Migration: More refugees than inhabitants – how a village deals with it

There are almost 800 refugees and asylum seekers for every 700 inhabitants in the village of Seeth. There are no major conflicts between the locals and the residents of the facility. Why is that?

Such numbers could cause unrest: for every inhabitant of the Schleswig-Holstein village of Seeth, which has almost 700 inhabitants, there is more than one refugee. Around 790 people refugees and asylum seekers are housed in the state accommodation for refugees (Luk) there, as of March 21. In addition, there are 17 refugees assigned to the municipality. Most of the people in the Luk (719) come from Ukraine. The remaining residents are asylum seekers.

The honorary mayor of Seeth, Ernst-Wilhelm Schulz, invites you to a conversation in his living room. He is incredibly proud of his citizens, he says over coffee and cake. Proud of the acceptance of the situation, even if the ratio between refugees and residents does not fit numerically. When asked about the refugees in the village on the street, a dog owner says that you hardly notice her. Sometimes some are present at events such as the lantern parade.

“They are citizens, like everyone else”

When the hatch was reopened about a year ago after the start of the Russian war of aggression against Ukraine, there was an incredibly great willingness to help, as Schulz describes. Sometimes the Seether are also invited to events in the state accommodation. “I go there every time. That goes without saying. They are citizens, just like everyone else.”

Seeth is a village in rural North Friesland. It is about six kilometers from the small town of Friedrichstadt, and the bus ride to Husum takes around 40 minutes. There is a baker, a fire brigade, a sports club, a rifle club, ring riders, a theater group. No doctor, no school, no kindergarten. The nearest grocery store is in the village of Stapel, which is about three kilometers from the state shelter. Few people are out on the streets on this rainy day.

Protests in Mecklenburg-West Pomerania

The coexistence and coexistence of locals and refugees does not work so quietly everywhere. In Mecklenburg-Western Pomerania, for example, plans to build accommodation in the 500-inhabitant town of Upahl have been causing protests for weeks. Container accommodation with 400 spaces was initially planned here. Most recently, the district council decided to demand a limit of 200.

According to the State Office for Immigration and Refugees, the number of refugees and asylum seekers who come to Schleswig-Holstein alone has multiplied as a result of the war in Ukraine. In 2021 4209 people came, in 2022 there were 37,434. According to the Federal Ministry of the Interior, a good 1.055 million people (as of March 21, 2023) came to Germany in connection with the Ukraine war alone.

After the beginning of the war, state accommodation was reactivated in the northernmost federal state. One of them is in the former Stapelholm barracks in Seeth. “We were under a lot of pressure at the time because a lot of people came to Schleswig-Holstein from the Ukraine,” said Wolfgang Kossert, spokesman for the State Office for Immigration and Refugees. “We needed additional accommodation. The vacant barracks, which used to be state accommodation, were ideal for this.” At first, only Ukrainians were housed here, but asylum seekers have been coming again for some time. So far, the hatch should be closed again at the end of 2023 – but there are indications that the contract will be extended until 2024.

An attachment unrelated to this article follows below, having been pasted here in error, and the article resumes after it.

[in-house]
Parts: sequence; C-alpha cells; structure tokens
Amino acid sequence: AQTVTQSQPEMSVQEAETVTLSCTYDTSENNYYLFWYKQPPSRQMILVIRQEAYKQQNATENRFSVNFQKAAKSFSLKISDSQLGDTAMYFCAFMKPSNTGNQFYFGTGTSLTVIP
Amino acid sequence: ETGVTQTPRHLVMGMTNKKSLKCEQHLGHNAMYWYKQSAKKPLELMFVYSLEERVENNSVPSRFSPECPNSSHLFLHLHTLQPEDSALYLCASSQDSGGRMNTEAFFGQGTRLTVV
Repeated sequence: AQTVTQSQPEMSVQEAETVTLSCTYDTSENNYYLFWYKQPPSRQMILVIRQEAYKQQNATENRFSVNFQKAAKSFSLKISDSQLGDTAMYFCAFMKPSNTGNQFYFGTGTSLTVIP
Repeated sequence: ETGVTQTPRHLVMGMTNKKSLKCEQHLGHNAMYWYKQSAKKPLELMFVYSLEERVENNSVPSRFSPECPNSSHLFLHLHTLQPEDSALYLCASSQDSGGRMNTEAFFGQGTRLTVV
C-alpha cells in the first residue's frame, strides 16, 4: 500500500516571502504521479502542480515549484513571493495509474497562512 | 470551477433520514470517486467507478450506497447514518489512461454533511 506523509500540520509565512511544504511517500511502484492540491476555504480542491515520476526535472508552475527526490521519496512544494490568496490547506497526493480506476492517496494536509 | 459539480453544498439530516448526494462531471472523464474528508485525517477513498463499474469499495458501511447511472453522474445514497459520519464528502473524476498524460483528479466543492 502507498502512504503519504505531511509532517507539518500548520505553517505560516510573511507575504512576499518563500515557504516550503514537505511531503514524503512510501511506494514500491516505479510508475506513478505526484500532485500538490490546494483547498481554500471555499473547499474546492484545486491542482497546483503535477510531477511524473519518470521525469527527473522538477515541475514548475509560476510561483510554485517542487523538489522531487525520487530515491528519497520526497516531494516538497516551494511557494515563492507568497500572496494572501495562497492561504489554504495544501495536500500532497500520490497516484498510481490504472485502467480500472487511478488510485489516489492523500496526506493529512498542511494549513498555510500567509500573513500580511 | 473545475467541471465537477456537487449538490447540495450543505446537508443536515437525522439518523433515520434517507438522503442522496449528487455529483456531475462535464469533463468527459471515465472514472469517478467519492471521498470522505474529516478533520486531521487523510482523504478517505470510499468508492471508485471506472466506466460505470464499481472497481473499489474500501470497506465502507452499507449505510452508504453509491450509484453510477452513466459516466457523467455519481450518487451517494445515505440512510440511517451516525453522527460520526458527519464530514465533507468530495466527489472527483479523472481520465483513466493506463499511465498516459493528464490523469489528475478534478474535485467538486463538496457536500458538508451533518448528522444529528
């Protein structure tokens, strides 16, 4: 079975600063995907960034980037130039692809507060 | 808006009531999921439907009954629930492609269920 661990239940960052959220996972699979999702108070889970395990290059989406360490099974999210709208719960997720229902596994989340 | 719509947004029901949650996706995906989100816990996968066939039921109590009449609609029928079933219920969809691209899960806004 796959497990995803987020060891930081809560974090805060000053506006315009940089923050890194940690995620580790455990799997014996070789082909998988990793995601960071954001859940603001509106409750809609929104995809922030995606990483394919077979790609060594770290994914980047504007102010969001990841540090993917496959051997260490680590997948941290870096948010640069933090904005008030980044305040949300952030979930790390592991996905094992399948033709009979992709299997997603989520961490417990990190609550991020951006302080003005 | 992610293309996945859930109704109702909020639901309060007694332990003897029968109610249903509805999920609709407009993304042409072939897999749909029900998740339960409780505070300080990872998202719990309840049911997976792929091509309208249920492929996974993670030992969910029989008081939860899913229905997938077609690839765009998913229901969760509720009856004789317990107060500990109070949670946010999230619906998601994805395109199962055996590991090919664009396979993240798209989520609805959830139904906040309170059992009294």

Desperate search for housing

Originally, the people who arrived at the state shelters were supposed to be assigned to a commune after about ten days. But the cities and municipalities do not have enough living space for the many people – and in November the state government increased the length of stay in the state accommodation to several weeks.

Everywhere there is a desperate search for living space, municipalities and districts do not know how to accommodate people. Container villages arise out of necessity, but this can lead to problems like in Upahl. In addition to the financial question, this will probably be one of the most pressing issues at the planned federal and state refugee summit on May 10th.

In Seeth, too, the mood could change at some point, says the mayor. That also depends on the clientele – and the behavior of each individual. He has an open ear for all opinions of his citizens – for positive as well as negative. And there are definitely different opinions. “But I always appeal to understanding.”

“We try to solve the problems”

One is in regular contact with the surrounding communities to talk about the burden, says Kossert. “We try to solve the problems.” The environment is very cooperative. In addition, the accommodation is very large compared to the communities around it, says Kossert. But based on experience in other state shelters, structures have been set up that bind people to the shelter. “They are busy here during the day.”

There is a school on the site, a kind of kindergarten, medical care, a women’s café, leisure activities for adults, young people and children, as the head of the facility, Sönke Jensen, lists. You can rent bikes, play table football or table tennis. Handicraft courses for children or sewing courses are offered. There is also WiFi almost everywhere.

“It’s very different from a place where nothing is offered,” says Kossert. “In which people are only accommodated and then swarm out into the surrounding area if necessary.” And basically he has the feeling “that here in Schleswig-Holstein we have the whole issue of immigration management under control and thus also contribute to a good coexistence in Schleswig-Holstein and society”.


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